Baltray Links, as it is more commonly known, succeeds massively in balancing classic links golf with enough individuality and moments of brilliance to rightly give it a place at the top table of Irish links. The playability aspect of County Louth is quite exceptional.
There are several unique holes at this fantastic layout, many of which run alongside the Irish Sea, and is located under an hour north of Dublin and very much worth the drive.
Tom Simpson can be credited for much of the current design (going back to 1938) although a new clubhouse has meant that some holes were rerouted and/or renumbered whilst further alterations were made just after the turn of the millennium.
There is a beautiful clean and crisp feel to the golf course thanks largely to the large areas of tight, closely mown grass around the greens, plenty of width to the fairways - often cresting the rolling duneland - bordered by fine playable rough and protected with sharp revetted bunkers which are re-done on a rolling 3-year basis. Add to this the beautifully crafted putting surfaces and you have a course of the highest order.
The terrain is ever changing as we encounter more dramatic moments coupled with subtler parts of the course. The key to the brilliance of Baltray is that the green complexes match their surrounds perfectly and tie everything together seamlessly.
Ordinarily three par fives in the first six holes would feel a little cumbersome but Baltray pulls if off very well. The second, third and sixth are all 500+ yarders but they are all so different it doesn’t feel as if you are covering so much ground in such a short period of time.
I enjoyed the climbing second but it is the third and sixth which steal the show thanks to exceptional green complexes that suit a three-shot hole so well. The mysterious, potentially funnelling, approach to the third may be blind and has a nasty drop-off to the left whilst the teasingly small green at the sixth could also leave you partially sighted if you get out of position. Going for the green in two is an option at all three for bigger hitters but getting too close could lead to more trouble than leaving yourself a pitch from 100-yards.
Fairly early on in the round we also enjoy playing two delightful short holes; both played from exposed teeing grounds. The fifth and seventh are not dissimilar in that they play to plateau greens with sneaky fall-offs but there is enough differentiation to make each stand out on its own merit. The hole location of the day could radically alter how you play each hole.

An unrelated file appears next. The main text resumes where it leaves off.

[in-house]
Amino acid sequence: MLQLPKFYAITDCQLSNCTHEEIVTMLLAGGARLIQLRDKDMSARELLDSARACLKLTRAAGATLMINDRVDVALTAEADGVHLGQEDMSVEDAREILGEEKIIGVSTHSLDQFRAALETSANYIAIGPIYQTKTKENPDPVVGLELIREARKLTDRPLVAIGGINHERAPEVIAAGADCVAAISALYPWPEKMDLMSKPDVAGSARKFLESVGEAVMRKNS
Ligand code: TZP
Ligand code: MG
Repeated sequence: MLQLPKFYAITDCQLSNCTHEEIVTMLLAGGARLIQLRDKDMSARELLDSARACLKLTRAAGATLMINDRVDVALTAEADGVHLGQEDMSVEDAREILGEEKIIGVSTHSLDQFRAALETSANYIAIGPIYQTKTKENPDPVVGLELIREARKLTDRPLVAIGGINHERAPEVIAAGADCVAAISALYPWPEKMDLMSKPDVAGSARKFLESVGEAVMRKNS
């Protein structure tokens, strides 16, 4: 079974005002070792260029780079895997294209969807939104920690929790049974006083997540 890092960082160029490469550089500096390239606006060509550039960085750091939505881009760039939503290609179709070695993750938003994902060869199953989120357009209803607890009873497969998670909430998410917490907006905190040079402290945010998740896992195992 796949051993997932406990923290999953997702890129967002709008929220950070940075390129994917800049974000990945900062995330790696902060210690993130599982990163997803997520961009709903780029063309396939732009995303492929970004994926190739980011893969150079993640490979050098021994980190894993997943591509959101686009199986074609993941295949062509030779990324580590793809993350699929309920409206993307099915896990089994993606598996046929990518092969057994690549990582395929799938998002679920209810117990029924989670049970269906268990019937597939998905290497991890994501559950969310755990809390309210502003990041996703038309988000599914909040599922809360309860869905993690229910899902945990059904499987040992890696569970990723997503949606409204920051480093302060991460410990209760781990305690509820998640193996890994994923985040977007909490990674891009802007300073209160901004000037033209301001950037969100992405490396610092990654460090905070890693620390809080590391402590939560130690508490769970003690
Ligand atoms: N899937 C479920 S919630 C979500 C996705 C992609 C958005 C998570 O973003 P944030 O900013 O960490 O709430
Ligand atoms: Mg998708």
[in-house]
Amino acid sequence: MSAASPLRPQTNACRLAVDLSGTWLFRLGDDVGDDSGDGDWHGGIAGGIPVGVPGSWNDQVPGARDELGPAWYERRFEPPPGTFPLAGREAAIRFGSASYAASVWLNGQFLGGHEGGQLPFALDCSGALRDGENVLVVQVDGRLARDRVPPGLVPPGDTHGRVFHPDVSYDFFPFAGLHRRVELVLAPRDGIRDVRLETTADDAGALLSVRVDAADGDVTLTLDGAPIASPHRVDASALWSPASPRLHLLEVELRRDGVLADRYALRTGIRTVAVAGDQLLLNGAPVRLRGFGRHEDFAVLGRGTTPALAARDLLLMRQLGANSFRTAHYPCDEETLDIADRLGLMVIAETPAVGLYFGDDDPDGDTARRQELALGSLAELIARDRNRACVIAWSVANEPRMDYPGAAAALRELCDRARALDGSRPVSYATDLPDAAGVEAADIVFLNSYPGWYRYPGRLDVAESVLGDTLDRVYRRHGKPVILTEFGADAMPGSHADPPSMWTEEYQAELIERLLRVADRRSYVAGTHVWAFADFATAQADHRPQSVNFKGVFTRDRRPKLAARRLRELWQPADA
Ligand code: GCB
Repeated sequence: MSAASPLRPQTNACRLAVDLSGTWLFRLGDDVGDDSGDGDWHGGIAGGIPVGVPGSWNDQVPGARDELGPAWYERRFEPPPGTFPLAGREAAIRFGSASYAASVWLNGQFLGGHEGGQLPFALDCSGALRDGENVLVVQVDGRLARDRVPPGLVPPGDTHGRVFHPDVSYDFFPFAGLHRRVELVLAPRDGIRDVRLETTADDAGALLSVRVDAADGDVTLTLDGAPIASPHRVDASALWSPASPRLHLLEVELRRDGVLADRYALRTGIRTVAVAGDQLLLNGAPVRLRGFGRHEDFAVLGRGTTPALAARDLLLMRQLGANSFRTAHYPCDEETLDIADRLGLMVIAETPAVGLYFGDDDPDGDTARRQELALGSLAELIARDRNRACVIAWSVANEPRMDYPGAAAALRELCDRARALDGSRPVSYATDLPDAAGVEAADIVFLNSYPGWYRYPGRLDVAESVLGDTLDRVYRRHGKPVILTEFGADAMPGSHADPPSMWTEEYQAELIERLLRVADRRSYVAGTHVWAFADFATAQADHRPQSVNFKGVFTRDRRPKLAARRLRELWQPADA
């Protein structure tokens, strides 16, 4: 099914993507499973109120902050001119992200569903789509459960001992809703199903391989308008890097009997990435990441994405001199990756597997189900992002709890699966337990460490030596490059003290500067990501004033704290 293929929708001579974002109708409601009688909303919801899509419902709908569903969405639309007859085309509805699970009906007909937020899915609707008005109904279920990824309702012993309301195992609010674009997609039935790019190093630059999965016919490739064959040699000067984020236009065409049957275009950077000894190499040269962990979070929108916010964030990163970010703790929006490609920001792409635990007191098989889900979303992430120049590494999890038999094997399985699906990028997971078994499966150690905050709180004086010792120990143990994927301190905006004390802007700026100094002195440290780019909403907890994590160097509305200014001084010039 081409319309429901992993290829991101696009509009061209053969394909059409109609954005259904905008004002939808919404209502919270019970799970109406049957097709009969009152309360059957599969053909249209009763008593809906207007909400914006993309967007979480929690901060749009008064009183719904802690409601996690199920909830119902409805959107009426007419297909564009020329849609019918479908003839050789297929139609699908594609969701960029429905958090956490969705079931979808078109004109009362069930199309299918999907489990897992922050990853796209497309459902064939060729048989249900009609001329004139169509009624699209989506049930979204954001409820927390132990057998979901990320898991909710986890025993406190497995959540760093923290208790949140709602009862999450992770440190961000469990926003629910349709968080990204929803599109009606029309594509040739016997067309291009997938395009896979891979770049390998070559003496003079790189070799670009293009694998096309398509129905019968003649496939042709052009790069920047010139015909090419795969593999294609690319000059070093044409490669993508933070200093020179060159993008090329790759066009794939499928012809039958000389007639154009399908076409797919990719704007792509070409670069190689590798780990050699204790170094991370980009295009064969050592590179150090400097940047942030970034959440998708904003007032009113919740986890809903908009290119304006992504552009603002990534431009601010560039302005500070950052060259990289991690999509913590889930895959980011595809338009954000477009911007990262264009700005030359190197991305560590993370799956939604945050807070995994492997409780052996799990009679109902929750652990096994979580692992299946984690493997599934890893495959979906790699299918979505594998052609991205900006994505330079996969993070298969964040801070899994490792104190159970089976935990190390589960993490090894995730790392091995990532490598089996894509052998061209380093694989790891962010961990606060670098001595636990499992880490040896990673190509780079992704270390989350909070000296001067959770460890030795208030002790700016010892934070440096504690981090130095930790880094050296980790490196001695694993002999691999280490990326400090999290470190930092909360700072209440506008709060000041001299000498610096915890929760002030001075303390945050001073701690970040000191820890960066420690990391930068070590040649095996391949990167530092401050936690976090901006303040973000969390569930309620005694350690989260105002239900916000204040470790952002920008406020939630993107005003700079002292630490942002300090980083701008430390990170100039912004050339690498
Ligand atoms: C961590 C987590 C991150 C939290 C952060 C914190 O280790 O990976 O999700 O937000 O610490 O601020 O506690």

Elsewhere, I was impressed with the opening hole where a front-right bunker does just enough to add some strategy and the fourth, another two-shotter, which used to be the opening hole is a bumpy ride over some lovely linksland.
Indeed, the first eight holes are of an extremely high standard. There are some Portrush-esque drop-offs around many of the greens and the course doesn’t really miss a beat on the excellent front nine.
It’s possible to jump from the eighth green straight onto the 12th tee (the group in front of me actually did this in error!) and if you are short of time then this would be a reasonable option. Although I must state that not making enough time for a full round at Baltray would be a crime.
There is absolutely nothing wrong with holes 9-11 but this trio is the least memorable on the course; solid but unspectacular. They are three long par fours (in a stretch of golf which includes a run of seven 400+ yard holes in a row between the 8th and 13th) and they don’t quite match their counterparts for drama and character.
However, the run of holes from the 12th right through to the 16th is quite exceptional. The 12th bends elegantly left before we fire to a green behind a saddle in the dunes whilst the next takes us straight towards the beach and a view of Seapoint Links from the next tee. And what a tee the 14th is. Played from the top of large dune we must find a fairway that turns right around another sandhill to a wonderful and wild green complex.
The 15th is another par-three with a plateau green and although a fine hole it doesn’t quite strike the same amount of fear into you as the 5th and 7th and is slightly less complex. Meanwhile, I was particularly fond of the 16th which tempts you to go right from the tee before you play to an amphitheatre green which feeds in from the left.
The course ends with what appeared to be a new par-three and a long par-five with a plethora of bunkers dotted along its 559-yards.
When all the maths is done the yardage of Baltray adds up to 7,031 from the blue tees with a par of 72. The whites offer a more manageable 6,716 yards whilst a green set of blocks allows the course to be enjoyed from just over 6,300 yards.
Whichever set of tees you play from I would wholeheartedly recommend an hour in the clubhouse after your round to enjoy the delicious Clogherhead Scampi special and a rather sizeable portion of home-made lemon drizzle cake. With on-site dormy accommodation to boot Baltray gets it right both on and off the golf course.
Copt Heath is a very fine parkland golf course that requires precision, plotting and a deft touch around the slick greens.
The Blue is a mix of American-style design and traditional English parkland. It's an unusual combination which makes the most of the terrain available. It was designed by Simon Gidman and opened in 1994.